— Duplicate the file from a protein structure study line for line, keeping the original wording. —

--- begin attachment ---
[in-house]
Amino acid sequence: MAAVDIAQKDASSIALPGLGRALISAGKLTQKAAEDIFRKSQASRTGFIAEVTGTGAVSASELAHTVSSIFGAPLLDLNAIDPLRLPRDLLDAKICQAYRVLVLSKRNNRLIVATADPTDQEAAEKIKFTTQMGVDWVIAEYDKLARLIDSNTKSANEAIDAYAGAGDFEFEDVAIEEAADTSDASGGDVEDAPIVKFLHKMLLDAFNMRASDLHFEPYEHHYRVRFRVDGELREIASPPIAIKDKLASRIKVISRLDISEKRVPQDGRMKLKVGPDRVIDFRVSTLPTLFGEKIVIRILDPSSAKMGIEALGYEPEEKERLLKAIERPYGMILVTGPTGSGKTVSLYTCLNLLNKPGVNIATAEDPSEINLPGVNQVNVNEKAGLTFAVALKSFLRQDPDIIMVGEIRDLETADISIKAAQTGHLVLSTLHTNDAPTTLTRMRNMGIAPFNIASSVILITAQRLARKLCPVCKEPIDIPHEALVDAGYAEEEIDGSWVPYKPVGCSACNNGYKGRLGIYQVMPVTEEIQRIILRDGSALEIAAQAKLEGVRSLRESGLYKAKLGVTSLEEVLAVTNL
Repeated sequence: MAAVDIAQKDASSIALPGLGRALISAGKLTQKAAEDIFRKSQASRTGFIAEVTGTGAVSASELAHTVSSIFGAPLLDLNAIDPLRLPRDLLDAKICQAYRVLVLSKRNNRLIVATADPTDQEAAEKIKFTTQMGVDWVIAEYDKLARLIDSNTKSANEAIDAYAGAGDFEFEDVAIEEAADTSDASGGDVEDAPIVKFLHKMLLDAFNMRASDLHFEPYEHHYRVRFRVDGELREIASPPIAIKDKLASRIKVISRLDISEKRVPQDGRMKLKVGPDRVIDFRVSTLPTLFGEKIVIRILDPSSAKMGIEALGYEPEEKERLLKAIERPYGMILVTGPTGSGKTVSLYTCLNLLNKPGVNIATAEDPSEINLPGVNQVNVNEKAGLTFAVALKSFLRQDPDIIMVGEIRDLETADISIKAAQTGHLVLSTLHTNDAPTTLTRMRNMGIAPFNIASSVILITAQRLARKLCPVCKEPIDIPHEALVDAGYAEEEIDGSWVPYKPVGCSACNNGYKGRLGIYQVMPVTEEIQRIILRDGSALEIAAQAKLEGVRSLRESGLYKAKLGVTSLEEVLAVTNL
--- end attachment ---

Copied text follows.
[in-house]
Amino acid sequence: MAAVDIAQKDASSIALPGLGRALISAGKLTQKAAEDIFRKSQASRTGFIAEVTGTGAVSASELAHTVSSIFGAPLLDLNAIDPLRLPRDLLDAKICQAYRVLVLSKRNNRLIVATADPTDQEAAEKIKFTTQMGVDWVIAEYDKLARLIDSNTKSANEAIDAYAGAGDFEFEDVAIEEAADTSDASGGDVEDAPIVKFLHKMLLDAFNMRASDLHFEPYEHHYRVRFRVDGELREIASPPIAIKDKLASRIKVISRLDISEKRVPQDGRMKLKVGPDRVIDFRVSTLPTLFGEKIVIRILDPSSAKMGIEALGYEPEEKERLLKAIERPYGMILVTGPTGSGKTVSLYTCLNLLNKPGVNIATAEDPSEINLPGVNQVNVNEKAGLTFAVALKSFLRQDPDIIMVGEIRDLETADISIKAAQTGHLVLSTLHTNDAPTTLTRMRNMGIAPFNIASSVILITAQRLARKLCPVCKEPIDIPHEALVDAGYAEEEIDGSWVPYKPVGCSACNNGYKGRLGIYQVMPVTEEIQRIILRDGSALEIAAQAKLEGVRSLRESGLYKAKLGVTSLEEVLAVTNL
Repeated sequence: MAAVDIAQKDASSIALPGLGRALISAGKLTQKAAEDIFRKSQASRTGFIAEVTGTGAVSASELAHTVSSIFGAPLLDLNAIDPLRLPRDLLDAKICQAYRVLVLSKRNNRLIVATADPTDQEAAEKIKFTTQMGVDWVIAEYDKLARLIDSNTKSANEAIDAYAGAGDFEFEDVAIEEAADTSDASGGDVEDAPIVKFLHKMLLDAFNMRASDLHFEPYEHHYRVRFRVDGELREIASPPIAIKDKLASRIKVISRLDISEKRVPQDGRMKLKVGPDRVIDFRVSTLPTLFGEKIVIRILDPSSAKMGIEALGYEPEEKERLLKAIERPYGMILVTGPTGSGKTVSLYTCLNLLNKPGVNIATAEDPSEINLPGVNQVNVNEKAGLTFAVALKSFLRQDPDIIMVGEIRDLETADISIKAAQTGHLVLSTLHTNDAPTTLTRMRNMGIAPFNIASSVILITAQRLARKLCPVCKEPIDIPHEALVDAGYAEEEIDGSWVPYKPVGCSACNNGYKGRLGIYQVMPVTEEIQRIILRDGSALEIAAQAKLEGVRSLRESGLYKAKLGVTSLEEVLAVTNL